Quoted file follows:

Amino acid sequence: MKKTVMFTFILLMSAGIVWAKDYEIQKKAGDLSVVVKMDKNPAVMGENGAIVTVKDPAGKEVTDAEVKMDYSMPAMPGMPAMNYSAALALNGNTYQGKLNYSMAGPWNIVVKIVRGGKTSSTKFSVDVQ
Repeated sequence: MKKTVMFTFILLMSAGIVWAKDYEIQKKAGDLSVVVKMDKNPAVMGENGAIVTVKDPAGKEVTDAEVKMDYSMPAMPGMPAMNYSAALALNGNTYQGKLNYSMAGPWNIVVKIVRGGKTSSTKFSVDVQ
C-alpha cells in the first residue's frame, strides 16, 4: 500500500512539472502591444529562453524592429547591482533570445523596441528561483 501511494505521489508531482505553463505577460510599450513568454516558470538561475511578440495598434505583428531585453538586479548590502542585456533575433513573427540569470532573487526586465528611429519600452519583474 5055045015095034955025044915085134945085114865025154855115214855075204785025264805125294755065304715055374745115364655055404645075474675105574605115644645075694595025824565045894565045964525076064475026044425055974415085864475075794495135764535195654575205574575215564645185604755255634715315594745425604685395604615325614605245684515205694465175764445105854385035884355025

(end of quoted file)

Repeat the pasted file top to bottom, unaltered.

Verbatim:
Amino acid sequence: MKKTVMFTFILLMSAGIVWAKDYEIQKKAGDLSVVVKMDKNPAVMGENGAIVTVKDPAGKEVTDAEVKMDYSMPAMPGMPAMNYSAALALNGNTYQGKLNYSMAGPWNIVVKIVRGGKTSSTKFSVDVQ
Repeated sequence: MKKTVMFTFILLMSAGIVWAKDYEIQKKAGDLSVVVKMDKNPAVMGENGAIVTVKDPAGKEVTDAEVKMDYSMPAMPGMPAMNYSAALALNGNTYQGKLNYSMAGPWNIVVKIVRGGKTSSTKFSVDVQ
C-alpha cells in the first residue's frame, strides 16, 4: 500500500512539472502591444529562453524592429547591482533570445523596441528561483 501511494505521489508531482505553463505577460510599450513568454516558470538561475511578440495598434505583428531585453538586479548590502542585456533575433513573427540569470532573487526586465528611429519600452519583474 5055045015095034955025044915085134945085114865025154855115214855075204785025264805125294755065304715055374745115364655055404645075474675105574605115644645075694595025824565045894565045964525076064475026044425055974415085864475075794495135764535195654575205574575215564645185604755255634715315594745425604685395604615325614605245684515205694465175764445105854385035884355025